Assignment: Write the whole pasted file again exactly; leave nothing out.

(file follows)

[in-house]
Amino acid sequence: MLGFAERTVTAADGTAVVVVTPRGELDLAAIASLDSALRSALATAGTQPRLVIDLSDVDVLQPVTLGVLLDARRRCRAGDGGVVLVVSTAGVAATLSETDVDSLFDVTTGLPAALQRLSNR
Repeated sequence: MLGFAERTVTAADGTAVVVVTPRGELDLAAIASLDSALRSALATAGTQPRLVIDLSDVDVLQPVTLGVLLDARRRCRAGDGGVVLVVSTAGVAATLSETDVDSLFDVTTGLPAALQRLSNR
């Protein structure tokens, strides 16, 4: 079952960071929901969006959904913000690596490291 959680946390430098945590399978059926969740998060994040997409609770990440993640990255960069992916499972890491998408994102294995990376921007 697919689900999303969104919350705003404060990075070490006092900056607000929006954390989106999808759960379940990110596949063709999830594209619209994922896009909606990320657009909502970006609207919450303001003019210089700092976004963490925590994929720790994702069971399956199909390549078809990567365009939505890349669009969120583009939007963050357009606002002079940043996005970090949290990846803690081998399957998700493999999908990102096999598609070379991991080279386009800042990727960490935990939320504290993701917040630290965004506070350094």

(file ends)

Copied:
[in-house]
Amino acid sequence: MLGFAERTVTAADGTAVVVVTPRGELDLAAIASLDSALRSALATAGTQPRLVIDLSDVDVLQPVTLGVLLDARRRCRAGDGGVVLVVSTAGVAATLSETDVDSLFDVTTGLPAALQRLSNR
Repeated sequence: MLGFAERTVTAADGTAVVVVTPRGELDLAAIASLDSALRSALATAGTQPRLVIDLSDVDVLQPVTLGVLLDARRRCRAGDGGVVLVVSTAGVAATLSETDVDSLFDVTTGLPAALQRLSNR
């Protein structure tokens, strides 16, 4: 079952960071929901969006959904913000690596490291 959680946390430098945590399978059926969740998060994040997409609770990440993640990255960069992916499972890491998408994102294995990376921007 697919689900999303969104919350705003404060990075070490006092900056607000929006954390989106999808759960379940990110596949063709999830594209619209994922896009909606990320657009909502970006609207919450303001003019210089700092976004963490925590994929720790994702069971399956199909390549078809990567365009939505890349669009969120583009939007963050357009606002002079940043996005970090949290990846803690081998399957998700493999999908990102096999598609070379991991080279386009800042990727960490935990939320504290993701917040630290965004506070350094």